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Myths About Fruits and Veggies DEBUNKED!

Myths About Fruits and Veggies DEBUNKED!

Fruits and vegetables are recognized as the healthiest type of food there is! However, there are some things we commonly hear about fruits & veggies that have been thought as fact but may not be entirely true. I'm here to sort these myths out for you ….

Myth 1: Fresh is best

Not one form—fresh, frozen, canned, dried —of fruit or vegetable is better for you than another! Fruits and vegetables in all forms are full of essential nutrients. Whether you like fresh or dried, the most important thing is that you eat your fruits & veggies! However, if you are buying canned be sure it's in it's own juice NOT syrup and be wary of too much dried fruit as it contains extra sugars.

Myth 2: Juice should be avoided

Consuming 100% juice is nutritious for you and is certainly a convenient and tasty part of a healthy diet! However, drinking all of your fruits and veggies doesn’t cut it either. The American Academy of Pediatrics recommends consuming 4-6 ounces of 100% juice per day for children 1-6 years old and 8-12 ounces per day for children 7-18 years old. For adults, 4-8 ounces per day as juice is a reasonable amount. I recommend juicing your own fruit to make sure there are no added sugars or extra ingredients.

Myth 3: Pesticides cause behavioral issues in children

The benefits of eating fruits and vegetables outweigh any risk associated with consuming fruits and vegetables grown with pesticides. The right balance of nutrients is particularly critical for growing children, as certain areas of bodily development only get one chance to get it right … for life. Just make sure you are washing your fruit and veggies throughly.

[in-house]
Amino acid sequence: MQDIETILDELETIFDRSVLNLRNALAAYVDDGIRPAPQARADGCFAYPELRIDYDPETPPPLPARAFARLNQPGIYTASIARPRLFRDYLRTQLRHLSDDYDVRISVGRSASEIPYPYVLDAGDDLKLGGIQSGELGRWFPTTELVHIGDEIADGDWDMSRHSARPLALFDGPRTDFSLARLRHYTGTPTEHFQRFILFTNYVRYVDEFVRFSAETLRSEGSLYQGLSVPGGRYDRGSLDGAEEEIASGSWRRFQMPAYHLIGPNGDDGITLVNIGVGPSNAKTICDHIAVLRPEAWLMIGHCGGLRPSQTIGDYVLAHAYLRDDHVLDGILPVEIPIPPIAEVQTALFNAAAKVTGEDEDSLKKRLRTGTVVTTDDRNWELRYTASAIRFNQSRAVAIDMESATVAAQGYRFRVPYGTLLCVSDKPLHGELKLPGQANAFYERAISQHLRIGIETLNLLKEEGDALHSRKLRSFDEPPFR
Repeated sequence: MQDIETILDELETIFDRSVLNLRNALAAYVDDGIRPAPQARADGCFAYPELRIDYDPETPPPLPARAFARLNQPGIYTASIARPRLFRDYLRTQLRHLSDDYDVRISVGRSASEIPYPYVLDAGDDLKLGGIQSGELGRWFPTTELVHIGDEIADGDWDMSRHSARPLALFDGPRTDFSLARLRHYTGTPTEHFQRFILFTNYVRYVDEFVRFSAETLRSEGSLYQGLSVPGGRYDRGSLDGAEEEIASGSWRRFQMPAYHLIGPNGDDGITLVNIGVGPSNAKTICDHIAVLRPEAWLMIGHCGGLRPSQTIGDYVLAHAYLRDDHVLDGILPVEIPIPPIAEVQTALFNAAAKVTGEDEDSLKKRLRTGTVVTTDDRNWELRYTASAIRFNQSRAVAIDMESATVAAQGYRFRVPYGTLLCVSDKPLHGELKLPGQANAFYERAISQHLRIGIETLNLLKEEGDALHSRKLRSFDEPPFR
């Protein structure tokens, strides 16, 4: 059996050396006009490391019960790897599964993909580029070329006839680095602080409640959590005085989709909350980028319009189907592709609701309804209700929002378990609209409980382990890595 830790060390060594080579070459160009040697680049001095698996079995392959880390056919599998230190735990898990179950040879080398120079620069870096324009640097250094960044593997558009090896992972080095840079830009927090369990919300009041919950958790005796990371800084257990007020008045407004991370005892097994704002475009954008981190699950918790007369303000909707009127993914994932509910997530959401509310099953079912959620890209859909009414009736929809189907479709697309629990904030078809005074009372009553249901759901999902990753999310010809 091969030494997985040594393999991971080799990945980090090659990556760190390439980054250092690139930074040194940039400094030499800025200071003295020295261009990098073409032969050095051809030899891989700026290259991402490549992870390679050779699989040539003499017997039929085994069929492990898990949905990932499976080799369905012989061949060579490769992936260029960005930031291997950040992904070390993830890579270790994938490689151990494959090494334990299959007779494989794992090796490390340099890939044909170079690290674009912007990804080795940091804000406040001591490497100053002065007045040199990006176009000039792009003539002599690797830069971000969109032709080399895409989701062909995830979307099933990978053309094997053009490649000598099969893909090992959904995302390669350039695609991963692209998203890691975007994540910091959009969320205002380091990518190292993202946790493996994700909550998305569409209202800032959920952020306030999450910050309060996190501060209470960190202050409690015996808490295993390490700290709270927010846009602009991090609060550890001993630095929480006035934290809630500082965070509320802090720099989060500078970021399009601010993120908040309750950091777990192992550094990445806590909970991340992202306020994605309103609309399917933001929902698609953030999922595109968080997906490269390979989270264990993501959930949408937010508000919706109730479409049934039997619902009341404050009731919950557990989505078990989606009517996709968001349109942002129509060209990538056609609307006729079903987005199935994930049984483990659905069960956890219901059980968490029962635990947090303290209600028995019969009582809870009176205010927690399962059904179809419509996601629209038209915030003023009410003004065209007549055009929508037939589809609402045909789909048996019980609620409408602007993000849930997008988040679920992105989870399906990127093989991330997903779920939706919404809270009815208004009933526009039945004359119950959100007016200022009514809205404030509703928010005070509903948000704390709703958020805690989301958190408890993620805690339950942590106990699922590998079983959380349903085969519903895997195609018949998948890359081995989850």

Myth 4: Organic is more nutritious

Organic fruits and vegetables have not been proven to be more nutritious for you than traditionally harvested fruits and vegetables.

Myth 5: Potatoes and other starchy vegetables are fattening

When potatoes are drenched in butter, deep-fried, or oozing with bacon and high-fat cheeses, then of course extra fat and calories can be detrimental. But a plain medium potato can actually aide in weight loss/maintenance. Potatoes are an excellent source for vitamins C and B6, a good source for fiber (which keeps your stomach satisfied longer) and manganese, AND are one of the best sources for potassium in the diet! Choose sweet potatoes and yams if possible as they have even more nutrients than white potatoes.

5 more myths to come....stay tuned....

This post is contributed by a community member. The views expressed in this blog are those of the author and do not necessarily reflect those of Patch Media Corporation. Everyone is welcome to submit a post to Patch. If you'd like to post a blog, go here to get started.

Leslie K November 28, 2012 at 03:22 PM
Don't forget about fiber -- canned fruits often can't compare to fresh on this measure. Applesauce and canned peaches, for instance, have very little fiber per serving compared to whole fruit. Fiber can help make you feel full without adding calories, reduce blood sugar swings and boost immunity. And it helps regulates your digestive system, too.
Meghan Kennihan November 28, 2012 at 08:45 PM
Great point Leslie! Thank you!

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